*887 A primary reason for the ruling of some cases that the action abates derives from the former procedure, where statutes provided for what is sometimes called a decree nisi, that is, only a conditional decree; and that no actual and final judgment could be entered until after the elapse of an interlocutory period; and it was then necessary that there be a separate application and a new and final judgment be entered. Prior to 1913 this was the law in our state. The former statute provided for the interlocutory decree "declaring that the party ... is entitled to a divorce" and that after the expiration of six months a "final and absolute decree shall then be entered upon application to the court by the party ..." unless some cause was shown to the contrary.[3] However, Chapter 49, S.L.U. 1913 changed our law to state that "the decree of divorce shall become absolute after the expiration of six months ... unless proceedings for review are pending, or the court ... for sufficient cause ... otherwise orders."[4]

There is no reason known to me why that statute should not be given effect according to its terms, and the divorce decree regarded as absolute unless for some good cause shown, the court otherwise orders. This leaves the whole matter to be dealt with by the court as the demands of equity and justice require, as it should be.[5] Reflection will make one aware that many divorce cases involve extensive litigation resulting in determination of and/or settlement of property rights. (Particularly so in late marriages, many of which are prone to fall apart.) If one of the spouses dies during the interlocutory period, it is not only in accord with the mandate of the statute, and the decree, but in many, if not most instances, the requirements of equity and justice may best be served, that the decree become final; and that may be especially true as to property rights, where a re-run of extensive controversy and litigation could be avoided.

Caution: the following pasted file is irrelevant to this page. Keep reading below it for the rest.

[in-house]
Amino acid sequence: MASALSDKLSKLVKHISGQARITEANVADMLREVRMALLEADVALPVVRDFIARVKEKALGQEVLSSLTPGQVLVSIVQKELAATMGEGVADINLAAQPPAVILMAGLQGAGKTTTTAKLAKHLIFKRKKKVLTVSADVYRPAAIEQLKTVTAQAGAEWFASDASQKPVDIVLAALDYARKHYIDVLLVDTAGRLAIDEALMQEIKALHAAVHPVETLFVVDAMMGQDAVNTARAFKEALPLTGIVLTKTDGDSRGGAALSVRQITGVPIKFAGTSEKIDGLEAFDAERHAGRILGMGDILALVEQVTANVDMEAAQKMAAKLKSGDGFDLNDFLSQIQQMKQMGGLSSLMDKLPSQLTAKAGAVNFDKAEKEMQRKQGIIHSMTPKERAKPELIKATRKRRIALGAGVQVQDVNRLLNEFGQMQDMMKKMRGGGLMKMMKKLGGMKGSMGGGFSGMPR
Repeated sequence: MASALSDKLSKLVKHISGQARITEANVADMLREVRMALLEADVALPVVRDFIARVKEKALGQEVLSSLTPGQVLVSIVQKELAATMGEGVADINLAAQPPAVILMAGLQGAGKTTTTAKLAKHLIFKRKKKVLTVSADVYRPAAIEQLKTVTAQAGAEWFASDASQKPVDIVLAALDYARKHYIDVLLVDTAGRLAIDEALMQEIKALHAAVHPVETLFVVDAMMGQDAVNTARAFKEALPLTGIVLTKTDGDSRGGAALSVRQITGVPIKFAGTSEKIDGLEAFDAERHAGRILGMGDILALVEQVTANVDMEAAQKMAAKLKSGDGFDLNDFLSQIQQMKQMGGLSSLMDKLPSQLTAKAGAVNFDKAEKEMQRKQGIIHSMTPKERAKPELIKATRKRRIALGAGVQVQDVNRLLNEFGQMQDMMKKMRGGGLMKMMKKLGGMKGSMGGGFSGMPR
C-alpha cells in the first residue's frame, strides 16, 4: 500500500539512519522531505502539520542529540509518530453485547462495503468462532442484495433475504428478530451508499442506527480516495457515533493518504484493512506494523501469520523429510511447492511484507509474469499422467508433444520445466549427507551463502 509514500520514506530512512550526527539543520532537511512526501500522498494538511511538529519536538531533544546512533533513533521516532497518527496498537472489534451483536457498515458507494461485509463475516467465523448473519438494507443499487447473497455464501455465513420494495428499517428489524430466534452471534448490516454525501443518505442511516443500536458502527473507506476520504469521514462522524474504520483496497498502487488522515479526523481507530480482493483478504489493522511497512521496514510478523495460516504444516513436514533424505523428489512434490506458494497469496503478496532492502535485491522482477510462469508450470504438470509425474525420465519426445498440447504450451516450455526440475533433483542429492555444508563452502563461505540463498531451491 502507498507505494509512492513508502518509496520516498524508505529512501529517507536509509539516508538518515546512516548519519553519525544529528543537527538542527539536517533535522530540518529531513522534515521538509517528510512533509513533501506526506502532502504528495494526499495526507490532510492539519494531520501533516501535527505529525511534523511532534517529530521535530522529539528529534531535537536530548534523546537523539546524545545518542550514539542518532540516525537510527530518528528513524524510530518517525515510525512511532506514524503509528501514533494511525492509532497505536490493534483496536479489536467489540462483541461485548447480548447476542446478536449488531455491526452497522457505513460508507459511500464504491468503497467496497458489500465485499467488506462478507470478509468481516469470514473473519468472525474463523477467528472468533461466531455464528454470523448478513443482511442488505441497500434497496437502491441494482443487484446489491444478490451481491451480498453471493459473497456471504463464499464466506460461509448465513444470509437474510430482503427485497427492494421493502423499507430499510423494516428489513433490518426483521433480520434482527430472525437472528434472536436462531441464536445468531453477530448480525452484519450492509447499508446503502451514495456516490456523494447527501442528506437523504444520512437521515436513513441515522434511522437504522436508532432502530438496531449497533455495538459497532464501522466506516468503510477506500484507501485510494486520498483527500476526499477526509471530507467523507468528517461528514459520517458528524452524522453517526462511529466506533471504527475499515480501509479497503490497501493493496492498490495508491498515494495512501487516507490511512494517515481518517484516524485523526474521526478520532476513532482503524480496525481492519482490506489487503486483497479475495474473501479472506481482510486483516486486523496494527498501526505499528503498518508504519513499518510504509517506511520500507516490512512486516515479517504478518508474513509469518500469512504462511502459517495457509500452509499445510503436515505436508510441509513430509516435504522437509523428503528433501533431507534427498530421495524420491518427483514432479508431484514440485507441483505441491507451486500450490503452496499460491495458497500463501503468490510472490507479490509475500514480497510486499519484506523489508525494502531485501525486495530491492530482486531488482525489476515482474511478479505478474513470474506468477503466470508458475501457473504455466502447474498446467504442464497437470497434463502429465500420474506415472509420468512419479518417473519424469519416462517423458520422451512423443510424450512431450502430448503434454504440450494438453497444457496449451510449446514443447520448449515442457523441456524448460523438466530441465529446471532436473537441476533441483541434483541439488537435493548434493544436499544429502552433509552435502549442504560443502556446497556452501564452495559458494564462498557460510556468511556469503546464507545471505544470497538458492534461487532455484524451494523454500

Inasmuch as the decree nisi, or conditional decree has been abolished in favor of a definite judgment, which becomes final unless otherwise ordered, the reason given for the so-called abatement of a divorce decree having thus ceased to exist, the rule should go with it. The situation here is a prime example of the lament of Justice Holmes to the effect that: "There is nothing more revolting to one's sense of justice than to have it asserted that something must be done that way because it was so laid down in the reign of Henry IV; and it is even more so, if whatever reason for doing it that way has long since vanished."

It should hardly be necessary to go beyond the plain wording of our statute, firmly supported by our long established decisional law in the Harper case, to justify the conclusion herein advocated. But it will be found that there are some well considered cases under statutes such as ours, which are in accord. They make a distinction between the divorce status and property rights and hold that the decree becomes final, at least as to the property rights, unless some affirmative action is taken to prevent it doing so. In In re Garrity's Estate[6] there had been a property settlement agreement approved in the divorce decree. The husband died during the interlocutory period; and the wife petitioned to be appointed administratrix for the purpose of undoing the settlement. It was held that the property settlement, which had been approved by the court in the divorce *888 proceeding, was not affected by the husband's death.